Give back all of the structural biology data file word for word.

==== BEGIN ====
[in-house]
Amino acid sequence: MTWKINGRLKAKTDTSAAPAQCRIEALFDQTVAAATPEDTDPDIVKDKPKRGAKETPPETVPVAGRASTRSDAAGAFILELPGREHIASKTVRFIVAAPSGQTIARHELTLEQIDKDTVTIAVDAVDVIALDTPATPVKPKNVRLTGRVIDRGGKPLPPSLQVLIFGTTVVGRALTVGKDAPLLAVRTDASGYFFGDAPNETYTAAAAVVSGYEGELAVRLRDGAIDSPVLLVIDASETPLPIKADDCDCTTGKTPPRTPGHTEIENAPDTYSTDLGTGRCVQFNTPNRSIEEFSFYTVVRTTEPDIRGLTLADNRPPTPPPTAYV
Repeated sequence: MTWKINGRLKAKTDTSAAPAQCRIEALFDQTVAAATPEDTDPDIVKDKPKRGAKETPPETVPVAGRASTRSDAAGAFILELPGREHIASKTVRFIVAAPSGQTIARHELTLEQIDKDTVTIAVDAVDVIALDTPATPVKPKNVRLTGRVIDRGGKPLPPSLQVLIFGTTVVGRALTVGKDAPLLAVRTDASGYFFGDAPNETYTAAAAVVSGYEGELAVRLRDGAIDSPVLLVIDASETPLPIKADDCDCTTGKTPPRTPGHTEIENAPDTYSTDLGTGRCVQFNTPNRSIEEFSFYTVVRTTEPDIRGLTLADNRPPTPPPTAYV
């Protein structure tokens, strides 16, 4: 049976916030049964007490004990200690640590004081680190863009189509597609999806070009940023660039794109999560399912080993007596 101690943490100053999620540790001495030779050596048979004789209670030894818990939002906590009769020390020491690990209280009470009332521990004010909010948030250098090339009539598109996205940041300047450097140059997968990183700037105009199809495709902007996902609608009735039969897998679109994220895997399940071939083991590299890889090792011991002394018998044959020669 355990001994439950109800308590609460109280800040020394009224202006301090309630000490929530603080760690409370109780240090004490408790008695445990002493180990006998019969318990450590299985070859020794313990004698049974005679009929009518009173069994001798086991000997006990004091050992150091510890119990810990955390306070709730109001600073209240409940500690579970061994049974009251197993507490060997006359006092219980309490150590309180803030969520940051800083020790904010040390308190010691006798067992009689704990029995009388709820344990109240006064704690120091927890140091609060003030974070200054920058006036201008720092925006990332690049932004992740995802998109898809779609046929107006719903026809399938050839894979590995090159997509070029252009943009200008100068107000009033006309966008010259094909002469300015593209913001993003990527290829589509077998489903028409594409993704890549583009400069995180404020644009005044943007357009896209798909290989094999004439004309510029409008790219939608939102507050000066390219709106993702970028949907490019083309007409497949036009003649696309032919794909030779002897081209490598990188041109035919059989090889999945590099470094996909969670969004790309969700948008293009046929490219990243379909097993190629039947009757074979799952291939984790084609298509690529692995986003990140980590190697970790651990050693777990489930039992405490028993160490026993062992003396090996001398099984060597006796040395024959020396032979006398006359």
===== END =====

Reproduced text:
[in-house]
Amino acid sequence: MTWKINGRLKAKTDTSAAPAQCRIEALFDQTVAAATPEDTDPDIVKDKPKRGAKETPPETVPVAGRASTRSDAAGAFILELPGREHIASKTVRFIVAAPSGQTIARHELTLEQIDKDTVTIAVDAVDVIALDTPATPVKPKNVRLTGRVIDRGGKPLPPSLQVLIFGTTVVGRALTVGKDAPLLAVRTDASGYFFGDAPNETYTAAAAVVSGYEGELAVRLRDGAIDSPVLLVIDASETPLPIKADDCDCTTGKTPPRTPGHTEIENAPDTYSTDLGTGRCVQFNTPNRSIEEFSFYTVVRTTEPDIRGLTLADNRPPTPPPTAYV
Repeated sequence: MTWKINGRLKAKTDTSAAPAQCRIEALFDQTVAAATPEDTDPDIVKDKPKRGAKETPPETVPVAGRASTRSDAAGAFILELPGREHIASKTVRFIVAAPSGQTIARHELTLEQIDKDTVTIAVDAVDVIALDTPATPVKPKNVRLTGRVIDRGGKPLPPSLQVLIFGTTVVGRALTVGKDAPLLAVRTDASGYFFGDAPNETYTAAAAVVSGYEGELAVRLRDGAIDSPVLLVIDASETPLPIKADDCDCTTGKTPPRTPGHTEIENAPDTYSTDLGTGRCVQFNTPNRSIEEFSFYTVVRTTEPDIRGLTLADNRPPTPPPTAYV
């Protein structure tokens, strides 16, 4: 049976916030049964007490004990200690640590004081680190863009189509597609999806070009940023660039794109999560399912080993007596 101690943490100053999620540790001495030779050596048979004789209670030894818990939002906590009769020390020491690990209280009470009332521990004010909010948030250098090339009539598109996205940041300047450097140059997968990183700037105009199809495709902007996902609608009735039969897998679109994220895997399940071939083991590299890889090792011991002394018998044959020669 355990001994439950109800308590609460109280800040020394009224202006301090309630000490929530603080760690409370109780240090004490408790008695445990002493180990006998019969318990450590299985070859020794313990004698049974005679009929009518009173069994001798086991000997006990004091050992150091510890119990810990955390306070709730109001600073209240409940500690579970061994049974009251197993507490060997006359006092219980309490150590309180803030969520940051800083020790904010040390308190010691006798067992009689704990029995009388709820344990109240006064704690120091927890140091609060003030974070200054920058006036201008720092925006990332690049932004992740995802998109898809779609046929107006719903026809399938050839894979590995090159997509070029252009943009200008100068107000009033006309966008010259094909002469300015593209913001993003990527290829589509077998489903028409594409993704890549583009400069995180404020644009005044943007357009896209798909290989094999004439004309510029409008790219939608939102507050000066390219709106993702970028949907490019083309007409497949036009003649696309032919794909030779002897081209490598990188041109035919059989090889999945590099470094996909969670969004790309969700948008293009046929490219990243379909097993190629039947009757074979799952291939984790084609298509690529692995986003990140980590190697970790651990050693777990489930039992405490028993160490026993062992003396090996001398099984060597006796040395024959020396032979006398006359």